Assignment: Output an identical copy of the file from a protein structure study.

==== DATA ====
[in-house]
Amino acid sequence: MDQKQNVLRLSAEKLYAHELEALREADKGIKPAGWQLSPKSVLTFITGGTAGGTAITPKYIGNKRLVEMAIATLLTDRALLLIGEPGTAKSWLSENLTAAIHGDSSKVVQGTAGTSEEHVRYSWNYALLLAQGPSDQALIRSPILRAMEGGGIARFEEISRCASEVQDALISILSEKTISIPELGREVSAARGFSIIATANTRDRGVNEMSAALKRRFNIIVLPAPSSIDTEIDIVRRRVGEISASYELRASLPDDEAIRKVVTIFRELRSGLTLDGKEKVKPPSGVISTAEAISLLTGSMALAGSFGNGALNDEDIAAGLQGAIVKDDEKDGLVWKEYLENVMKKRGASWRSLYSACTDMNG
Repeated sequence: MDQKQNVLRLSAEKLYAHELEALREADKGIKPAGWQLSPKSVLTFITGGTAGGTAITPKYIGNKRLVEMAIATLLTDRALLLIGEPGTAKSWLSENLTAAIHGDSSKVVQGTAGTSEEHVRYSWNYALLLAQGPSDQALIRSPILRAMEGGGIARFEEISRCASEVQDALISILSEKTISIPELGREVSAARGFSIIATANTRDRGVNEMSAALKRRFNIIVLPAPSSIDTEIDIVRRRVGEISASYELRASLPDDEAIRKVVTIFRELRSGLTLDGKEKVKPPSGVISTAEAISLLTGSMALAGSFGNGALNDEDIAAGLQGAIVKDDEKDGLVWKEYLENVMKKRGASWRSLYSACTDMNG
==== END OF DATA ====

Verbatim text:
[in-house]
Amino acid sequence: MDQKQNVLRLSAEKLYAHELEALREADKGIKPAGWQLSPKSVLTFITGGTAGGTAITPKYIGNKRLVEMAIATLLTDRALLLIGEPGTAKSWLSENLTAAIHGDSSKVVQGTAGTSEEHVRYSWNYALLLAQGPSDQALIRSPILRAMEGGGIARFEEISRCASEVQDALISILSEKTISIPELGREVSAARGFSIIATANTRDRGVNEMSAALKRRFNIIVLPAPSSIDTEIDIVRRRVGEISASYELRASLPDDEAIRKVVTIFRELRSGLTLDGKEKVKPPSGVISTAEAISLLTGSMALAGSFGNGALNDEDIAAGLQGAIVKDDEKDGLVWKEYLENVMKKRGASWRSLYSACTDMNG
Repeated sequence: MDQKQNVLRLSAEKLYAHELEALREADKGIKPAGWQLSPKSVLTFITGGTAGGTAITPKYIGNKRLVEMAIATLLTDRALLLIGEPGTAKSWLSENLTAAIHGDSSKVVQGTAGTSEEHVRYSWNYALLLAQGPSDQALIRSPILRAMEGGGIARFEEISRCASEVQDALISILSEKTISIPELGREVSAARGFSIIATANTRDRGVNEMSAALKRRFNIIVLPAPSSIDTEIDIVRRRVGEISASYELRASLPDDEAIRKVVTIFRELRSGLTLDGKEKVKPPSGVISTAEAISLLTGSMALAGSFGNGALNDEDIAAGLQGAIVKDDEKDGLVWKEYLENVMKKRGASWRSLYSACTDMNG